The mandible
The human skull, with the mandible shown in purple at the bottom
Precursor1st pharyngeal arch[1]
Anatomical terms of bone

In anatomy, the mandible, lower jaw or jawbone is the bottom skeleton that makes up the lower (and typically also the more mobile) half of the mouth in jawed vertebrates. In arthropods, the largest pair of appendages of their mouthparts (responsible for biting and cutting food) are also named mandibles.

In human anatomy, the mandible is the largest, strongest and lowest bone in the human facial skeleton.[2] It forms the lower jaw and holds the lower teeth in place. The mandible sits beneath the maxilla. It is the only movable bone of the skull (discounting the ossicles of the middle ear),[3] and is connected to the temporal bones by the temporomandibular joints.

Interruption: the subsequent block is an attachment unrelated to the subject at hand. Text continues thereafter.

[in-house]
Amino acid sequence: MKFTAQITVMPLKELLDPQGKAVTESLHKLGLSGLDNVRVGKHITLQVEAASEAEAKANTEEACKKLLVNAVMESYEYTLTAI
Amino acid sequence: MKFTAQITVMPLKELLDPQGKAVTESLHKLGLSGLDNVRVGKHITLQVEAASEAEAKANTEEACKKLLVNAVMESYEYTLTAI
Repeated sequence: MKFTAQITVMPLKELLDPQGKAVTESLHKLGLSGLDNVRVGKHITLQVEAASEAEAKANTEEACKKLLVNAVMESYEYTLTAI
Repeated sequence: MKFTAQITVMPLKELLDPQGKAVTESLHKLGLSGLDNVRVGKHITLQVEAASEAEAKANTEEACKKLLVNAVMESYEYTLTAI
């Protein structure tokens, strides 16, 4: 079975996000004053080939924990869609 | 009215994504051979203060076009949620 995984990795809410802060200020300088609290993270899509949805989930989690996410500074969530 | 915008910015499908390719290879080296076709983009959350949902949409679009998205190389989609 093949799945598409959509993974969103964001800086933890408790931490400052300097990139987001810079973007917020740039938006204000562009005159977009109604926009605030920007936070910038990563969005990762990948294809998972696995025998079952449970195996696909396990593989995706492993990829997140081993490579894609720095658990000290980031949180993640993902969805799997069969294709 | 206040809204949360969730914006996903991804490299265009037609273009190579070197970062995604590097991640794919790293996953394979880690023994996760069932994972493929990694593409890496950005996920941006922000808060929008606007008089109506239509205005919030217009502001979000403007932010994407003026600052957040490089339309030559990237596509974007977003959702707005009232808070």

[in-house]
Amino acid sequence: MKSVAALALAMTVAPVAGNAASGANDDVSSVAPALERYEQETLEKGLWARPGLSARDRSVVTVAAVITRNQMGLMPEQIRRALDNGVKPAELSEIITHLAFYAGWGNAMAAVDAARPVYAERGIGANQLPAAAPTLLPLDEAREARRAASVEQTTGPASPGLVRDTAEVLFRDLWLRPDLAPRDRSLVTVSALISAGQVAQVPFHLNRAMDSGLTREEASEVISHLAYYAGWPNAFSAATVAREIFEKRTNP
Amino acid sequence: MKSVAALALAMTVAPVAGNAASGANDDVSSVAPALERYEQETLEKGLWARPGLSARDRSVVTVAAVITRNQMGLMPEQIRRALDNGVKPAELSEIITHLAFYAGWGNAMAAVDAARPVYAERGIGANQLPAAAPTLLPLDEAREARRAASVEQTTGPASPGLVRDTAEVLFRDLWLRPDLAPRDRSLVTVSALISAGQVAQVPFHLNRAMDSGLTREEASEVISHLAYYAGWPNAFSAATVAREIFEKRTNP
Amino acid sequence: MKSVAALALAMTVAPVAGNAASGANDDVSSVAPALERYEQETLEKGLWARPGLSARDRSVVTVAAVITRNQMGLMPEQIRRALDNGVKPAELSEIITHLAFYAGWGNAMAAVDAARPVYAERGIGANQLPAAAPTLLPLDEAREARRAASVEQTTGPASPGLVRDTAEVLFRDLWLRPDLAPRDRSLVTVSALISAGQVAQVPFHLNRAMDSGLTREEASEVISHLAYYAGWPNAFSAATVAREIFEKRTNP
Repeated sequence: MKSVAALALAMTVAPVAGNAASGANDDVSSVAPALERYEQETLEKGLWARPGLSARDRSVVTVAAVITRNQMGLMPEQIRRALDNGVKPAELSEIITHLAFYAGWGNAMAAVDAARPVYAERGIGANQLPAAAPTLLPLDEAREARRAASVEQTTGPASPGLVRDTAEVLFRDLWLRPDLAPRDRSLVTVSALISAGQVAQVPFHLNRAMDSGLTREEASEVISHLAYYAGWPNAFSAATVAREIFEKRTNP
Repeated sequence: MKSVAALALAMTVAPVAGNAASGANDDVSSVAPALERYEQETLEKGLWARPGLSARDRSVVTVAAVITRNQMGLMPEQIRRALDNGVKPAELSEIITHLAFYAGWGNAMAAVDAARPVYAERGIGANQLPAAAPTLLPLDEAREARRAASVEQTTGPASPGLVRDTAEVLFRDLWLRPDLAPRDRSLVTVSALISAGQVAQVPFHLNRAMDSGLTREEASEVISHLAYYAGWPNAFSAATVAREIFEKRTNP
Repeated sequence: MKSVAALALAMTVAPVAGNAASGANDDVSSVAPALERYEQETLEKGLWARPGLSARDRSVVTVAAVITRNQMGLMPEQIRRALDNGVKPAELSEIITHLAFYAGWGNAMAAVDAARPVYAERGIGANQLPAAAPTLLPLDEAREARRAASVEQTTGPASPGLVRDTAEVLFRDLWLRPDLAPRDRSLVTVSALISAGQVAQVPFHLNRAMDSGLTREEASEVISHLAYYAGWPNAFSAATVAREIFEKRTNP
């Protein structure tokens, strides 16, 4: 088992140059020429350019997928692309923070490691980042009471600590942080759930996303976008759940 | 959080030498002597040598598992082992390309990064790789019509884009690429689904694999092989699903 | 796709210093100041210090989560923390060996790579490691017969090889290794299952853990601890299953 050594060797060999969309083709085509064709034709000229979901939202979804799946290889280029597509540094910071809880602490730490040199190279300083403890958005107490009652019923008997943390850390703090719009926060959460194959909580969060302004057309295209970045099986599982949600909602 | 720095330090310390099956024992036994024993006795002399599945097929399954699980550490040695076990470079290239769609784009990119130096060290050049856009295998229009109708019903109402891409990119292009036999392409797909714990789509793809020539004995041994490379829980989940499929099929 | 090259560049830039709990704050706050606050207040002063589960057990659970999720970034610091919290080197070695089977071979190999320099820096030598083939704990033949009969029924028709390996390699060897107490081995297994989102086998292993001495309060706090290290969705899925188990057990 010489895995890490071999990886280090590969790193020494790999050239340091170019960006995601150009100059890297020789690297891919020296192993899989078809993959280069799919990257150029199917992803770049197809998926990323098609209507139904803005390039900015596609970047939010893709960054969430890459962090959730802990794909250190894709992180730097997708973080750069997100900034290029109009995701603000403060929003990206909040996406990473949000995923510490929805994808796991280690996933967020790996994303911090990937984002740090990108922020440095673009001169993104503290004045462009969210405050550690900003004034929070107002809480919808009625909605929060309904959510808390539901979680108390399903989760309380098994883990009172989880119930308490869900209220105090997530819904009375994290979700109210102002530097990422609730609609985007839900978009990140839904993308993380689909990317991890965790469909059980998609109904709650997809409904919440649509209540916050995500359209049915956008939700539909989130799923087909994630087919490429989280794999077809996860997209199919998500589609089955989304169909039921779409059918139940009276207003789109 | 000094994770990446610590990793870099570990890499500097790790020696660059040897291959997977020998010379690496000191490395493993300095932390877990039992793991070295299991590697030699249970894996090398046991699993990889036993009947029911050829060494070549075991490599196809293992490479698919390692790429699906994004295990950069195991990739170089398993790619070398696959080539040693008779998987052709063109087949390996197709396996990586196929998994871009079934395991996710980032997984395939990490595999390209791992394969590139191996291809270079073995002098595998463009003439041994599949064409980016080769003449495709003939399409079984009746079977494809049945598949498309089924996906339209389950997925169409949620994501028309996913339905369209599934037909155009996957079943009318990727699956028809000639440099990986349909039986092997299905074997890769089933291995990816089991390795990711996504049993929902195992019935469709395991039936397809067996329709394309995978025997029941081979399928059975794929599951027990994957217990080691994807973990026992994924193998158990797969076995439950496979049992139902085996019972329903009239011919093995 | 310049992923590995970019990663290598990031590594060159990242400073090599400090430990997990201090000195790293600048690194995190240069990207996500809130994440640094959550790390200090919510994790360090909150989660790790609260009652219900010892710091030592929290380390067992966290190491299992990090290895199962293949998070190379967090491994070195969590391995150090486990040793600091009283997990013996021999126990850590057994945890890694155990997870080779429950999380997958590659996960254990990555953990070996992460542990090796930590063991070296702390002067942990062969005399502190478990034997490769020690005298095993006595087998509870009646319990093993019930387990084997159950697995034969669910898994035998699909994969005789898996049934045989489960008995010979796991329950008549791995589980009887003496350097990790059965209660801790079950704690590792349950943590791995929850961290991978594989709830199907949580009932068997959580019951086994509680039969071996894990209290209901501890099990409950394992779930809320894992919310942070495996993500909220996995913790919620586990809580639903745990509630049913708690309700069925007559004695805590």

The bone is formed in the fetus from a fusion of the left and right mandibular prominences, and the point where these sides join, the mandibular symphysis, is still visible as a faint ridge in the midline. Like other symphyses in the body, this is a midline articulation where the bones are joined by fibrocartilage, but this articulation fuses together in early childhood.[4]

The word mandible derives from the Latin word mandibula 'jawbone' (literally, 'one used for chewing'), from mandere 'to chew' and -bula (instrumental suffix).

  1. ^ hednk-023—Embryo Images at University of North Carolina
  2. ^ Gray's Anatomy – The Anatomical Basis of Clinical Practice, 40th Edition, p. 530
  3. ^ Tortora, G; Derrickson, B (2011). Principles of anatomy & physiology (13th. ed.). Wiley. p. 226. ISBN 9780470646083.
  4. ^ Illustrated Anatomy of the Head and Neck, Fehrenbach and Herring, Elsevier, 2012, p. 59

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